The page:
Don’t trade off Peasant’s agriculture for rights to pollute

While scientific predictions of climate catastrophe continue to grow, world leaders will gather in Copenhagen on 7-18 December 2009 for the United Nation Framework Convention on Climate Change (UNFCCC). The solutions being discussed by the UNFCCC continue to allow big energy consumers to pollute with impunity while paying others to implement projects supposed to capture carbon. The Kyoto protocol and the market mechanisms it implemented have failed to reduce greenhouse gas emissions and to slow down climate changes(1).

Notwithstanding the urgency of the situation, this convention has failed to radically question the current models of consumption and production based on the illusion of continuous growth. Instead, they have invented new business opportunities for the private sector to continue to make huge profits at the expense of the destruction of the planet. Carbon has become a new privatised commodity in the hands of speculators who use it as a new product in the non-real economy that has lead to the current economic crisis.

Agriculture is now at the centre of the climate talks. According to the statistics, agricultural practices contributed about 17 per cent of global emissions between 1990 and 2005. Moreover, the increased pressure on agricultural land is likely to be one of the main drivers of deforestation, an other major contributor to greenhouse gas emissions. (2) Actually, forest destruction as well as environment degradation from the agricultural sector mainly come from industrial agriculture.

Large agribusiness extensions and vast monocultures make an intensive use of oil-based chemical fertilisers, pesticides and machinery, they convert carbon-rich forest and prairie into green deserts and they are based on a long and unnecessary chain of secondary processing and transport links.
On the other hand, small scale sustainable family farming is a key solution to Climate Change. It contributes to cooling down the earth and plays a vital part in the relocalisation of economies which will allow us to live in a sustainable society.

Sustainable local food production uses less energy, eliminates dependence on imported animal feedstuffs and retains carbon in the soil while increasing biodiversity. Native seeds are more adaptable to the changes in climate which are already affecting us. Family farming does not only contribute positively to the carbon balance of the planet, it also gives employment to 2,8 billion of people(3) – women and men – around the world and it remains the best way to combat hunger, malnutrition and the current food crisis. If small farmers are given access to land, water, education and health and are supported by food sovereignty policies they will keep feeding the world and protecting the planet.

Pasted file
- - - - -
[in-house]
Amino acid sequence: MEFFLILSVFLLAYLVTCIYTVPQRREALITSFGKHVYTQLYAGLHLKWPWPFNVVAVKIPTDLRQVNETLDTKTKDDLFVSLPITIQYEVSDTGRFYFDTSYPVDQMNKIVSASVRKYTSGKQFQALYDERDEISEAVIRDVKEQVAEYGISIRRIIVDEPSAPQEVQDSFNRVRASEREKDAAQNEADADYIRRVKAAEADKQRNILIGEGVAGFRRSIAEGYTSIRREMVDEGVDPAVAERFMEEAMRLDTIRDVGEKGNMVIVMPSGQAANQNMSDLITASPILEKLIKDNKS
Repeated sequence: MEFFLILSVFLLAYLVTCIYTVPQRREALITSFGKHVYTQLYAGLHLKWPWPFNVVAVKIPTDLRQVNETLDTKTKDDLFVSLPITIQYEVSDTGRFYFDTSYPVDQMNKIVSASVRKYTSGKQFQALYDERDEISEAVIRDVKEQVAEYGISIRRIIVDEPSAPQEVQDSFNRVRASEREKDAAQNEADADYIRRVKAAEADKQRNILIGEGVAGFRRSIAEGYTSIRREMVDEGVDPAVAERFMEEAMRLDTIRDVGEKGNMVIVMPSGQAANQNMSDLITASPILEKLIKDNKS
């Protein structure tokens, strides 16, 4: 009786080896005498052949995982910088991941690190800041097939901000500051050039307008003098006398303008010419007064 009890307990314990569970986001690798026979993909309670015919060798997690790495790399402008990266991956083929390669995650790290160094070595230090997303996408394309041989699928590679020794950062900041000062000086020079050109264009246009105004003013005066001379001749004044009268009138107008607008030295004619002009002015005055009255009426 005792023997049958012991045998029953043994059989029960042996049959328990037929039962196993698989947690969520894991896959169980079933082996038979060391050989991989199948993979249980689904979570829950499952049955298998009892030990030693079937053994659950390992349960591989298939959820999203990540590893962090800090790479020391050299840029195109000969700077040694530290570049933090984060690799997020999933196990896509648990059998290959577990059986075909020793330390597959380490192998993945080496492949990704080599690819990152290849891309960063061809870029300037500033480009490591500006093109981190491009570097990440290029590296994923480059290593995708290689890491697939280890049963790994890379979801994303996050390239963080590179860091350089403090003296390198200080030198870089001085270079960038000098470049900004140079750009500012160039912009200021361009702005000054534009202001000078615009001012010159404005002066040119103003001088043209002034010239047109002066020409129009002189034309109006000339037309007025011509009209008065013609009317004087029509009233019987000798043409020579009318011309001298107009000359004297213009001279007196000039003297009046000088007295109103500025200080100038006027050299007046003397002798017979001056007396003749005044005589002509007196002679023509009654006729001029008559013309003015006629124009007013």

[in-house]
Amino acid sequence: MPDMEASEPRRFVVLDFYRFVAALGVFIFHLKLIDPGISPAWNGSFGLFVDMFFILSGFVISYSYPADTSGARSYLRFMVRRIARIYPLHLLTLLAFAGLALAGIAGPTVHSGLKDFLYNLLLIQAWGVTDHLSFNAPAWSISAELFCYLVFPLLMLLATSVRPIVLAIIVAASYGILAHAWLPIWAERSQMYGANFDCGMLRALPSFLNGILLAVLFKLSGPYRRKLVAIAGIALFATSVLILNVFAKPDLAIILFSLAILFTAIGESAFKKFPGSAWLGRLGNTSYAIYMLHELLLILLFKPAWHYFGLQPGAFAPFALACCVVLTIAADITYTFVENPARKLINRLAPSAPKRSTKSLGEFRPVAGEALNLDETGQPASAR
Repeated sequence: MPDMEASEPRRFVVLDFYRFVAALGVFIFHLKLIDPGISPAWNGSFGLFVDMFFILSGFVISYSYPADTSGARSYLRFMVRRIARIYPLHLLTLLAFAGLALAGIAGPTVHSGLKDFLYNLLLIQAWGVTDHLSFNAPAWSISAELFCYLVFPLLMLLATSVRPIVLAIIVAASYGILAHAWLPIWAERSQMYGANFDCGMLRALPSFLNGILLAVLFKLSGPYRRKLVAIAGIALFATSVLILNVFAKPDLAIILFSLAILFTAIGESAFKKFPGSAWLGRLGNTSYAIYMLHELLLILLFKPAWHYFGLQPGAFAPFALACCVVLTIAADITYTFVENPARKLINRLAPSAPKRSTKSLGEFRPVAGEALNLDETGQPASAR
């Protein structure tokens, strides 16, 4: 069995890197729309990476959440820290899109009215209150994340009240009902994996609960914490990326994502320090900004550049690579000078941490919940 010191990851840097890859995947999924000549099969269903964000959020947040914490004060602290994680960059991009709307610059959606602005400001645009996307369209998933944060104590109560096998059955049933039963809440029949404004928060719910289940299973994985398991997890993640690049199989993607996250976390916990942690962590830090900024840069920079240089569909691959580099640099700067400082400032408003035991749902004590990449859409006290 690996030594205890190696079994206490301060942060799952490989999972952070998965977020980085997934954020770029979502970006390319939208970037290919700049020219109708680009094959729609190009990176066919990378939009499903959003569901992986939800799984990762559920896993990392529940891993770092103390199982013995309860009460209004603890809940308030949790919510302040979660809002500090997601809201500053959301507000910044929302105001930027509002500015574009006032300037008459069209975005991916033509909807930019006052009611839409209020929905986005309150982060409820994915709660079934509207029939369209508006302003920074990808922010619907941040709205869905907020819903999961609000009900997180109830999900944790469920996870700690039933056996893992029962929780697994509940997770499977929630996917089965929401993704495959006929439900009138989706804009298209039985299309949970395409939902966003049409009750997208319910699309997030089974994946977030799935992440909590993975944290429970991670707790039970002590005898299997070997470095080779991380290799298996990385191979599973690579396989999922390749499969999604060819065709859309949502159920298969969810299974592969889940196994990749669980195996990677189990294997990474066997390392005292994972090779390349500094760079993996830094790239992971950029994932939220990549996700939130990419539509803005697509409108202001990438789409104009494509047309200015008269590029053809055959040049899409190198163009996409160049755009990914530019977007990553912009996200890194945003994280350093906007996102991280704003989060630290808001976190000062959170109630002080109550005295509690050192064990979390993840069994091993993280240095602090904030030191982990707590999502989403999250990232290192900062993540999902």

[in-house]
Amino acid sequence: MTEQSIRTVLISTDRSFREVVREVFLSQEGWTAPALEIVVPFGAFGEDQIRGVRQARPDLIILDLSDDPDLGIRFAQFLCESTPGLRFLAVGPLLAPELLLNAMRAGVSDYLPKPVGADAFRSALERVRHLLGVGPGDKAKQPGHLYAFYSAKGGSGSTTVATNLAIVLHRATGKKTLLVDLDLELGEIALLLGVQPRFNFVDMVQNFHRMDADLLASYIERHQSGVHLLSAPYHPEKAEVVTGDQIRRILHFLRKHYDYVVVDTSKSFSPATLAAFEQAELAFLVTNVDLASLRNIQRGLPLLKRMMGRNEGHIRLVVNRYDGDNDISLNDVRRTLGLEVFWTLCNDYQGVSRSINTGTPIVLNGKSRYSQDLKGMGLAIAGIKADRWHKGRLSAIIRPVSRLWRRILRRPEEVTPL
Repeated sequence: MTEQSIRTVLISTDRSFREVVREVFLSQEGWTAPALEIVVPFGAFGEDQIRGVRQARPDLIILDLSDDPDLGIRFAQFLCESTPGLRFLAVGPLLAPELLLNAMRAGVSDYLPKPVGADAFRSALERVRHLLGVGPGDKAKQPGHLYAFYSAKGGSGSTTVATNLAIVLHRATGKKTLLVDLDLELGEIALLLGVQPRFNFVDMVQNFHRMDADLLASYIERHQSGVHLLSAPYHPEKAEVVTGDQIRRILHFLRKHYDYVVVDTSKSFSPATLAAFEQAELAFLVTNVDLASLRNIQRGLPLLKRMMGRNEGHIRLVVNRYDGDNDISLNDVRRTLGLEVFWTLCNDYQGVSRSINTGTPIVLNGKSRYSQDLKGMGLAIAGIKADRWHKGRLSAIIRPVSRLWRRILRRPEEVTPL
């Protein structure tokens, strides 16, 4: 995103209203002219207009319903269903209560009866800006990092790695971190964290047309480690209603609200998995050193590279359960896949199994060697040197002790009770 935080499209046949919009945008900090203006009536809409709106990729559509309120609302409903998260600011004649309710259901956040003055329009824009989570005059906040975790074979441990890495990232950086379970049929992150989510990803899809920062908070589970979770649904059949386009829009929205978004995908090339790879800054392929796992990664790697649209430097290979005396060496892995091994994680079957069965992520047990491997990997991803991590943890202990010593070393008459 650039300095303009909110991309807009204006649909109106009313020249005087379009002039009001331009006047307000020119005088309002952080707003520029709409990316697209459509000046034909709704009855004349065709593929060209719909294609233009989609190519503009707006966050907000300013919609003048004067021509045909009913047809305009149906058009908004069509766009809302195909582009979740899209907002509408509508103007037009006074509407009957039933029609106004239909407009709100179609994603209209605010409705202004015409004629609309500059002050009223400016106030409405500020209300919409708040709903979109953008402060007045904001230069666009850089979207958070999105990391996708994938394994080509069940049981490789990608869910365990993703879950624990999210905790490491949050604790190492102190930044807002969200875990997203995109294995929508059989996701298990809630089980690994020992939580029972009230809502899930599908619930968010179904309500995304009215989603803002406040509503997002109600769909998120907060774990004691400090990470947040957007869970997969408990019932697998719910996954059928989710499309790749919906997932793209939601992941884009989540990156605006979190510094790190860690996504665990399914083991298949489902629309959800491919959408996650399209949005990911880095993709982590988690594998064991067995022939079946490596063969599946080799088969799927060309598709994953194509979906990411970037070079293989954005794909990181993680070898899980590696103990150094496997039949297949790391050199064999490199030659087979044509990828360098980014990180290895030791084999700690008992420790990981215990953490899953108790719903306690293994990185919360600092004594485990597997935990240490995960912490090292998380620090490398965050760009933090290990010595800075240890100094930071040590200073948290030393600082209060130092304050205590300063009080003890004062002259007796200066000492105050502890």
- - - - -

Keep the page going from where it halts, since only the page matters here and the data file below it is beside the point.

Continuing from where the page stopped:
For peasants around the world, the false solutions proposed in the climate talks, such as the REDD initiative (Reducing Emissions from Deforestation and Degradation), the carbon offsetting mechanisms and geo-engineering projects are as threatening as the draughts, tornadoes and new climate patterns themselves. Other proposals such as the biochar initiative, no till agriculture and climate resistant GMOs are the proposals of agribusinesses and will further marginalise small farmers. The heavy promotion of industrial monoculture plantations and agrofuels as solutions to the crisis actually increase pressure on agricultural land. It has already led to massive land grabbing by transnational companies in developing countries, kicking farmers and indigenous communities out of their territories.

It is unfair to use the benefits that small farmers provide to the environment as an excuse to keep polluting as usual. The UNFCCC is currently discussing mechanisms to include agricultural land in carbon trading mechanisms, a move that could leave farmers with no other support than dirty money from polluters. These mechanisms are bound to fail, because they are not focused on reducing use of fossil fuels or reducing emissions in industrialised countries.

Therefore La Via Campesina calls all its members, friends and allies to mobilise in Copenhagen and around the world during the UNFCCC conference in December 2009. A special action day on agriculture will be declared as part of the mass protests by hundreds of social movements and organisations.

Towards Copenhagen: What you can do at national and local level

1.Collect data and information related to the impact of climate change on small farmer agriculture and small farmer livelihood

2.Collect data and information related to the impact of market based solutions/ false solutions to climate change on small farmer

3.Bring information from the grass-roots level on how small farmers’ agriculture has been conserving ecosystems.

4.Persuade your government to reject market-based and pro-business “solutions” and to promote real solutions to the current crisis such as the protection of small scale sustainable agriculture and food sovereignty.

5.Join the mobilisation! Together with other social movement we will participate in various parallel activities in September in Bangkok during the UNFCCC last preparatory meeting towards Copenhagen. We will also mobilise for social and climate justice during the expected WTO meeting and the FAO food Summit in October/November 2009.

We reject the false business solutions of the UNFCCC!

We demand an urgent reorientation of the world’s economy towards a people – centred economy where peasant’s agriculture and local food systems play a major role.

People and the planet are more important than profit!

Don’t make business out of an environmental catastrophe!

Small scale family farming and food sovereignty cools down the earth!

(1) Peter Atherton of Citigroup who was heavily involved in Carbon Trading has said about the world’s biggest Carbon market – “ The European Emissions Trading Scheme has done nothing to curb emissions…Have policy goals been achieved? Prices up, emissions up, profits up…so no, not really” . (Citigroup Global Markets (2007), quoted in L. Lohmann in Governance as Corruption, presentation, Athens, November 2008; <>